Below is the recommended setup for sites with single AP.
There is a known issue with this setup for sites having multiple APs, particularly with user experience as one user moves from one AP to another. There is totally no handover from one AP to another as the user devices is NAT’d per AP, so as mover moves to another AP, the user may need to manually connect again to the wireless network and enroll itself to the new AP.
For multiple AP setup, best practice is to use Bridge Mode.
NAT mode with Meraki DHCP allows a MR Access Point to provide client addressing by running its own DHCP server to simplify management, allow guest access, and provide client isolation functionality.
Client Addressing in NAT mode with Meraki DHCP
The DHCP server run by the Cisco Meraki AP provides addresses in the 10.0.0.0/8 subnet (10.x.x.x). Outbound connections will be initiated with the LAN IP address of the AP using Network Address Translation. Wireless clients that connect to the network will be given the following configuration via Meraki DHCP:
- An IP address in the 10.x.x.x range. The IP address is created by running the client’s MAC address through a hashing algorithm.
- A gateway address of 10.128.128.128
- A DNS address of 10.128.128.128
A wireless network using NAT Mode with Meraki DHCP can be seen below. When clients on the wireless network access resources upstream of the AP, their IP addresses will be translated to the IP address of the AP (192.168.1.1):
NAT mode with Meraki DHCP isolates clients. Devices with a Meraki DHCP address will be able to access external and internal resources, such as the Internet and LAN (if firewall rules permit). However, connected clients will be unable to contact each other. The client isolation features of Merkai DHCP can be seen above in Figure 1. Client A and Client B can both access the Internet. When Client A wants to send traffic to Client B, the traffic will reach the AP. However, the AP will not forward this traffic to Client B. Therefore, the two clients are isolated from each other.
Since the client isolation function of NAT mode prevents wireless devices on the SSID from communicating with other wireless devices, NAT mode is not recommended for use with wireless peer-to-peer devices like a wireless printer or Google Chromecast.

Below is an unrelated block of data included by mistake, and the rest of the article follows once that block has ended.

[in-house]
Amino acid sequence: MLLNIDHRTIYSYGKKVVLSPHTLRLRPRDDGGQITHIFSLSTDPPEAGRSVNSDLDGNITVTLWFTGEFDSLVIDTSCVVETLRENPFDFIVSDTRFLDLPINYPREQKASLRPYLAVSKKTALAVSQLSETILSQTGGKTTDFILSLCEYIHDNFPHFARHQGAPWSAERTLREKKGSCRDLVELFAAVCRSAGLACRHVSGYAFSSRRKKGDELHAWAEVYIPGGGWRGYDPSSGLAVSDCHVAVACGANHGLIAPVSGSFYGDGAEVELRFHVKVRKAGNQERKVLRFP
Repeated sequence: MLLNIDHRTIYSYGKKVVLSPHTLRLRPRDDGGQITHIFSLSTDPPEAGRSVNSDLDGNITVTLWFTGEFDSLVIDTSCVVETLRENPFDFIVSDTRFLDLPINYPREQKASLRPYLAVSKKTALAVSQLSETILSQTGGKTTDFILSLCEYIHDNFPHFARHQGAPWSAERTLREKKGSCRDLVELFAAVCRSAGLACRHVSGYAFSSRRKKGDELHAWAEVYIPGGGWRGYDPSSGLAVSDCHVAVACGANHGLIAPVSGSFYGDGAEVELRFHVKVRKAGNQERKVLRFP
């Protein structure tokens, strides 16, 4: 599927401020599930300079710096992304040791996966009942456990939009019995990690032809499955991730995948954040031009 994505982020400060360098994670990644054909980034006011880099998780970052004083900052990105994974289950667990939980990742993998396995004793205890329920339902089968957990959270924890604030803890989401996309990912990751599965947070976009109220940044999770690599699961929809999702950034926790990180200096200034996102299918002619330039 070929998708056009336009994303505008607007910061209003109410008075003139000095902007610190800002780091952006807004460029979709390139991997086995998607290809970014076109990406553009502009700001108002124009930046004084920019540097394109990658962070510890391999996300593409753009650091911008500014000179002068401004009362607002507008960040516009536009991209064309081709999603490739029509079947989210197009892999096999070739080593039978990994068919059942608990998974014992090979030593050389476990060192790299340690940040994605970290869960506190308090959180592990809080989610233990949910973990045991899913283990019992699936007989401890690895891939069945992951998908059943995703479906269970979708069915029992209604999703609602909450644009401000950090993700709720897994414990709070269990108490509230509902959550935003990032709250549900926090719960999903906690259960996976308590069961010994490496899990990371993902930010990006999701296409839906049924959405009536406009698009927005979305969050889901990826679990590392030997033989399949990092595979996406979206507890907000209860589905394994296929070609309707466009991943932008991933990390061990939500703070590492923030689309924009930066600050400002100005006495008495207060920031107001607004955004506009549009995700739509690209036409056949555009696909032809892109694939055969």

Configuring NAT mode with Meraki DHCP
To configure NAT mode with Meraki DHCP on an SSID, follow the directions below:
- Navigate to Configure > Access control.
- Select the appropriate SSID from the SSID menu at the top of the page.
- Change the Client IP Assignment to NAT mode: Use Meraki DHCP under the Addressing and traffic section, as seen in the image below.
- Click Save Changes.
There are a few common problems that can arise when deploying NAT mode with Meraki DHCP to provide client addressing. These problems are outlined in detail below:
- Roaming – NAT mode with Meraki DHCP will use the IP address of the AP as the public IP address for wireless clients. When a client roams between APs with Meraki DHCP, TCP connections will drop and have to be re-established. This can cause problems with some applications and devices.
- Bonjour and multicasting protocols – The client isolation features of Meraki DHCP will prevent wireless clients from communicating with each other. This will prevent Bonjour, layer 2 discovery protocols, and multicasting protocols from working. This can cause problems in networks that use Bonjour among wireless clients, or have IP phones or applications that require multicasting.
- Inbound client connections – NAT mode with Meraki DHCP prevents inbound connections to a wireless client. This can cause problems if a wireless client needs to be accessible from a different network. The image below illustrates this problem. A connection, such as a remote desktop session, from the wired client to wireless client A will fail. Other common examples include failed wireless LAN connections to Chromecast devices, AirPlay enabled devices, printers or projectors.
The issues described above can be resolved by using bridge mode for client addressing. Bridge mode simply passes traffic between the wireless client and wired distribution system. An upstream DHCP server will be required to handle client addressing.